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Ridin' High, Livin' Free: Hell-Raising Motorcycle Stories Paperback – April 29, 2003


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Ridin' High, Livin' Free: Hell-Raising Motorcycle Stories + Hell's Angel: The Life and Times of Sonny Barger and the Hell's Angels Motorcycle Club + Freedom: Credos from the Road
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Product Details

  • Paperback: 304 pages
  • Publisher: William Morrow Paperbacks (April 29, 2003)
  • Language: English
  • ISBN-10: 006000603X
  • ISBN-13: 978-0060006037
  • Product Dimensions: 8 x 5.3 x 0.8 inches
  • Shipping Weight: 8.8 ounces (View shipping rates and policies)
  • Average Customer Review: 4.0 out of 5 stars  See all reviews (42 customer reviews)
  • Amazon Best Sellers Rank: #590,742 in Books (See Top 100 in Books)

Editorial Reviews

From Publishers Weekly

The latest literary effort from Hell's Angels chieftain Barger is "a collection of true stories, modern myths, and biker tales" submitted to him by other bikers. As such, few of them actually involve the legendary Barger. Barger selected and rewrote the stories himself (with help from the Zimmermans). He concedes that some are true while others are apocryphal, and it's up to the reader to decide which is which. Depicting fairly unspectacular hell-raisers including characters like DOA, Loaded Linda, Freewheelin' Freddy and One-Armed Paul most of the 38 tales are too uneventful to be mistaken for myth, leaving one to wonder if Barger is holding back the good stuff or whether he used up most of it in his earlier memoir, Hell's Angel. Some of the stories are engaging and even informative, such as the profile of an African-American motorcycle club and the piece detailing singer David Crosby's biker connections. But most meander toward abrupt endings, closing with a trite moral or clunky shoutout to the story's principal character. Barger illustrates a kinder, gentler rider; his characters are certainly not above wreaking a little havoc, but they're also quick to help a fallen biker or spread the word of God. The book works best when describing the simple pleasure of cruising through the American landscape at sunrise.
Copyright 2002 Cahners Business Information, Inc. --This text refers to an out of print or unavailable edition of this title.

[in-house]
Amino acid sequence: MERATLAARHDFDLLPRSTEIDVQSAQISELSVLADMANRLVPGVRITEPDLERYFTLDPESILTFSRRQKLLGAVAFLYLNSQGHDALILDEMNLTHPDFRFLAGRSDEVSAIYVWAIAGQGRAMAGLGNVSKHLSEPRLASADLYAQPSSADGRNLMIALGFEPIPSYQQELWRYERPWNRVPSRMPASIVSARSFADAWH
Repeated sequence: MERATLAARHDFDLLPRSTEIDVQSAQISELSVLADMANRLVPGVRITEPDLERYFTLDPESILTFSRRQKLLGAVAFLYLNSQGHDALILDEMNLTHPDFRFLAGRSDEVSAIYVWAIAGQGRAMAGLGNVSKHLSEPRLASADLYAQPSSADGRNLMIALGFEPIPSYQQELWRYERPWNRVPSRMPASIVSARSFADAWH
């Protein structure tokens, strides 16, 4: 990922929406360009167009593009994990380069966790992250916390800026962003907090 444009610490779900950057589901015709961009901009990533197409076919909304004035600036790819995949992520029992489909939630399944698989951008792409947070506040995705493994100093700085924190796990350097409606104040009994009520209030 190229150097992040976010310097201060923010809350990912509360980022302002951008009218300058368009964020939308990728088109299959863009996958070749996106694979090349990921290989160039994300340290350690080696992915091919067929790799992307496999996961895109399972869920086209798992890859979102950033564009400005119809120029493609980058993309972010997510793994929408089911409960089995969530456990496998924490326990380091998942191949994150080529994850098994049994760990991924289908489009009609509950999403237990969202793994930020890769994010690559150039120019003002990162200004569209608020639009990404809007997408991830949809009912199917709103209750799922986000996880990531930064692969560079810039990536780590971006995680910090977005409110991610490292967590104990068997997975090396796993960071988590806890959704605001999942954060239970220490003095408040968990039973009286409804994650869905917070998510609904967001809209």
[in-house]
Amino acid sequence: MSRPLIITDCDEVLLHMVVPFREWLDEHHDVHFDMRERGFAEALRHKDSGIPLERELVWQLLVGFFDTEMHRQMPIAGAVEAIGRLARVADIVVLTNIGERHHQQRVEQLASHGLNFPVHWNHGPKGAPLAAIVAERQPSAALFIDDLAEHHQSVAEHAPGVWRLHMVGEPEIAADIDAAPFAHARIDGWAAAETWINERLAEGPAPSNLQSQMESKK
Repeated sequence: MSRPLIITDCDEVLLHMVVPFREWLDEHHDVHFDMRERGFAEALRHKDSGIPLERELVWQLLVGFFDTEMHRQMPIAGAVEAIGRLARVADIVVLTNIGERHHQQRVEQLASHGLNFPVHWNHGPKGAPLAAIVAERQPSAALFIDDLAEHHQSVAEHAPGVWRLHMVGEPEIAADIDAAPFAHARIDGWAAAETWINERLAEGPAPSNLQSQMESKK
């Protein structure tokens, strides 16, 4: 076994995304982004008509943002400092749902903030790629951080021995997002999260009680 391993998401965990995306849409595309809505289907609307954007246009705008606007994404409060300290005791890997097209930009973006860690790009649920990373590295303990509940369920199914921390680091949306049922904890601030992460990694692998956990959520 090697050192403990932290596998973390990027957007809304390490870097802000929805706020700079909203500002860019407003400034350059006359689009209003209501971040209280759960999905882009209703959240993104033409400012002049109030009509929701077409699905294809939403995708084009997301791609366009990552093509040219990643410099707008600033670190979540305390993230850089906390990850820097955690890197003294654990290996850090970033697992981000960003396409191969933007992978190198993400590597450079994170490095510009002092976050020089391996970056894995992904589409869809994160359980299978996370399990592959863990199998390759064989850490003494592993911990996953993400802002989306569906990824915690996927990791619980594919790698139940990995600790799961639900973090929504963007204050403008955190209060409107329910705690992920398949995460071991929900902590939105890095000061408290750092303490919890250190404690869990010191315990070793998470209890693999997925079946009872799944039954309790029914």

From Booklist

The sequel to Hell's Angel (2000) is a little less fresh, perhaps, but biker buffs will still find it the true stuff. Barger expounds on legal contretemps, lifestyle options ("always gas up the night before"), and singular persons he has known, his assessments and descriptions of which are priceless. Steve McQueen and David Crosby share the bill with the likes of "virtually deaf" Loaded Linda, whose favorite sound as a teen was "the roar of a pair of Harley-Davidson straight pipes" and who, no longer "the notorious biker chick," is "settled down and doing really well these days." That settling down and doing well gets to be a theme here. Most of Barger's most memorable characters--provided they are still alive--have settled down and become nominally respectable citizens. Sure, a lot of them went to jail for a while, but Sonny wants you to know that bikers are people, too. Don't ask for too many specifics about the past, and there won't be any trouble. Mike Tribby
Copyright © American Library Association. All rights reserved --This text refers to an out of print or unavailable edition of this title.

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Most Helpful Customer Reviews

8 of 9 people found the following review helpful By Samuel J. Williams on April 25, 2005
Format: Hardcover
I was excited when this came out, as I was going through a bit of hero worship regarding bikers. Of course, now years later and a motorcyclist myself, my awe of this life-style has paled.

Barger has to be given credit for where it is due. He's managed to make money of the Hell's Angels for fifty years now. That's pretty impressive. And to be willing to openly discuss portions of his life in that society takes guts. However, this book falls short in many areas.

One, the few stories that relate to the Hell's Angels are over-the-top. It's just too hard to believe these exploits.

Two, the non-Hell's Angels stories aren't any better. The picture painted of bikers throughout this book is that they are greasy, dirty, smelly and disgusting. Even the women profiled here are portrayed as little more than tramps.

Three, we're subjected to Barger's attempt at fiction. Atleast it's only boring, unlike his actual fiction book (DEAD IN FIVE HEARTBEATS), which is a fictionalization of his autobiography with some preposterous action sequences thrown in.

So, if you're really into juvenille biker stories, this is up your alley. If not, but you want to explore this genre, there are plenty of better books available.
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9 of 11 people found the following review helpful By "Sid" on April 24, 2002